Mobile network operators (MNOs) must explore means of addressing data delivery costs and inefficiencies in base station operations if their networks are to remain economically viable, a new report from Juniper Research has found.
According to the report, even with the increased deployment and utilisation of LTE networks, global MNO data delivery costs could surpass $370 billion annually by 2016, a seven fold increase on their 2010 level of $53 billion.
However, the report argued that future operating costs could be significantly reduced by the deployment of data offload solutions, such as WiFi networks and femtocells, allied to the utilisation of network optimisation techniques to facilitate flow control.
The report observed the potential for substantial savings at the base station level, identifying both active and passive network sharing as a means of reducing site lease costs and reducing energy loss by using feederless sites and remote radio heads. It also recommended that operators in developing markets that are reliant on diesel to power off-grid generators should accelerate their transition to renewable alternatives.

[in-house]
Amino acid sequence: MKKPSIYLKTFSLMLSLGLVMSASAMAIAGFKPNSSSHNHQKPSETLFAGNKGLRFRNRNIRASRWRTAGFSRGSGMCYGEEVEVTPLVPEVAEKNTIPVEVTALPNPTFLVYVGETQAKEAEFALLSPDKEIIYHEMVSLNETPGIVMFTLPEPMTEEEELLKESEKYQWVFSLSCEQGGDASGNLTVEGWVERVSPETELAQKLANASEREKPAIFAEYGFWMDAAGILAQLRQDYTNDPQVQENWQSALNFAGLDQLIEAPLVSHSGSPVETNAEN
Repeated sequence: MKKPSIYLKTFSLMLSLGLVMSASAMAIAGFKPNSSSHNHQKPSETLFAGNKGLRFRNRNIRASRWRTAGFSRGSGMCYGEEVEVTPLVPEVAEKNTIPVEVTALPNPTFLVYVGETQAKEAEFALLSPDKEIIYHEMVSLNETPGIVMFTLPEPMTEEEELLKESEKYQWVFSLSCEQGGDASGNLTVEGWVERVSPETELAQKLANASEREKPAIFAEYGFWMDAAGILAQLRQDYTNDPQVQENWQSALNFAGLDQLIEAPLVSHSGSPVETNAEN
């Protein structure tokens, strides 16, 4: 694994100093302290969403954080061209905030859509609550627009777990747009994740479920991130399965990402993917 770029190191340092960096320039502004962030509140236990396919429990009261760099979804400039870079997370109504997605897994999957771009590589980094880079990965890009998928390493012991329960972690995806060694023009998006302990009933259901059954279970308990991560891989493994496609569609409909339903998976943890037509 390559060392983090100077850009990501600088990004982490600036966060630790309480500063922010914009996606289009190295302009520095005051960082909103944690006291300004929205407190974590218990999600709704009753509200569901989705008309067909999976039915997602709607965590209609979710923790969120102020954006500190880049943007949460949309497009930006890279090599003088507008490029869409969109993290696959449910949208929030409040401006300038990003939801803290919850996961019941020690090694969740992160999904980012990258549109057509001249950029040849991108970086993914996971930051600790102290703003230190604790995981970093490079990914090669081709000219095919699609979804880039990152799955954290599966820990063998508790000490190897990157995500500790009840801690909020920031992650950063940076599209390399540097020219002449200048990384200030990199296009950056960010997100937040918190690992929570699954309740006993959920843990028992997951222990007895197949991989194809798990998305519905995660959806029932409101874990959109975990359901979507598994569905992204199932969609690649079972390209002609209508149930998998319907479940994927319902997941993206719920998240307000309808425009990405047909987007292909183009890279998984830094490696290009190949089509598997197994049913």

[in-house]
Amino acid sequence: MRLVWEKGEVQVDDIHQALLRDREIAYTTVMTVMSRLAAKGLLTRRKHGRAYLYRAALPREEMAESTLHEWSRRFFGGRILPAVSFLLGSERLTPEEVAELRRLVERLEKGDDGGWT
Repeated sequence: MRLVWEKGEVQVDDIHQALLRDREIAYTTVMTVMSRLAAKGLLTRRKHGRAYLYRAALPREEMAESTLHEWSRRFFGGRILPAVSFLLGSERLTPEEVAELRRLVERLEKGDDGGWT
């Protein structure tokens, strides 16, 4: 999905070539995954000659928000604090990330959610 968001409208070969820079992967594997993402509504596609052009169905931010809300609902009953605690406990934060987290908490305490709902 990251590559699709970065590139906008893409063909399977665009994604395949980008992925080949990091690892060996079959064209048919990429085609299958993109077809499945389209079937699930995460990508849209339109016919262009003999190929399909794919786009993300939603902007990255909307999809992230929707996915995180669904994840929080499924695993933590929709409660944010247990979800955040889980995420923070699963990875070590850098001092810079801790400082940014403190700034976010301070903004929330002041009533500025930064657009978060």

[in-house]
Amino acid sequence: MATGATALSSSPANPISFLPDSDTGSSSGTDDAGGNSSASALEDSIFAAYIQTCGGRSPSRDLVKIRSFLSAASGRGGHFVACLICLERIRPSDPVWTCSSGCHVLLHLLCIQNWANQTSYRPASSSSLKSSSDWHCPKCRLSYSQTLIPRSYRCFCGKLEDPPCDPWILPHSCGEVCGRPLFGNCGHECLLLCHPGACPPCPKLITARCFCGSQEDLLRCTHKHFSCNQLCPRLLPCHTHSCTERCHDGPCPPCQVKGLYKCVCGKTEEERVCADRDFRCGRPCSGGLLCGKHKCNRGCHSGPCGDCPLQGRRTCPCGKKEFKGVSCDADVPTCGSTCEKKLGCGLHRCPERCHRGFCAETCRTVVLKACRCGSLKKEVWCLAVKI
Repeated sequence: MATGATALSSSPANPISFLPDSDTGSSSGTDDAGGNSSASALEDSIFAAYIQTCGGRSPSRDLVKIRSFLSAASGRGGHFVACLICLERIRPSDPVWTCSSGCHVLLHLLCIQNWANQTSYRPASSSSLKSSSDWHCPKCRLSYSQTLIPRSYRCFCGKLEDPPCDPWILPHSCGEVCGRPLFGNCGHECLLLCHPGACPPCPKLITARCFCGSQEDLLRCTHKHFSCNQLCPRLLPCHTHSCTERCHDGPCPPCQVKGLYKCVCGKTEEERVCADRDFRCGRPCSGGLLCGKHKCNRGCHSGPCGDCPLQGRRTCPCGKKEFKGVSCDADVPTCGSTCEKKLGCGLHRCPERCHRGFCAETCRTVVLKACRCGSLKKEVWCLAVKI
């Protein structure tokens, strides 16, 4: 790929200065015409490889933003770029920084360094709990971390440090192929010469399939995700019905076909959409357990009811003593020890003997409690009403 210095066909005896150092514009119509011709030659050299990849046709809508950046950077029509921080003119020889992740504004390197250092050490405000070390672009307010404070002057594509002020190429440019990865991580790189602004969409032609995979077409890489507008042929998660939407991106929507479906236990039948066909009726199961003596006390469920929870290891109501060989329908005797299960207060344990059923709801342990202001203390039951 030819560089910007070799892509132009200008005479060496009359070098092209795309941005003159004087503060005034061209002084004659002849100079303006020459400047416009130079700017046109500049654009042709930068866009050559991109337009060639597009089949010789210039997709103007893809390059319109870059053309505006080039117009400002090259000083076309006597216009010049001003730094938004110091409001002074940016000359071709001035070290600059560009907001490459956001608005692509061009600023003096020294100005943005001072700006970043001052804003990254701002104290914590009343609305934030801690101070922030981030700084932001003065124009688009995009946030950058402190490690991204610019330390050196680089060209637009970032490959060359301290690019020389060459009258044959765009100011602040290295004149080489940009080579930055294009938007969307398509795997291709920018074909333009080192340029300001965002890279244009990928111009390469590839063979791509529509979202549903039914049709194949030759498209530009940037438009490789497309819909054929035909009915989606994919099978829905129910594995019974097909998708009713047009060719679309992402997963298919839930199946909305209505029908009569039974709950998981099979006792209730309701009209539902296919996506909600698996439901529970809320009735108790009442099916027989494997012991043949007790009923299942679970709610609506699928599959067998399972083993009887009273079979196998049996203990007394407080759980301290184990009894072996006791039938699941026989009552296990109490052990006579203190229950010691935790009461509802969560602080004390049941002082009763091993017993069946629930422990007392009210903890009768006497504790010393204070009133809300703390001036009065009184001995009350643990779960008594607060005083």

These measures will additionally enable MNOs to meet their sustainability commitments, as report author Dr Windsor Holden pointed out: “The case for reducing network ineffiency is both environmental and economic. By implementing solutions designed to reduce energy wastage, not only will MNOs markedly cut their operating costs but they will following sustainable business practices which reduce greenhose gas emissions.”
Additionally, the report stated that MNOs should consider using core assets to develop new revenue streams in areas, such as cloud platform provision and M2M, while tier two operators should continue to offer unlimited data plans to gain competitive advantage.
However, regulatory pricing controls will continue to negatively impact operator margins.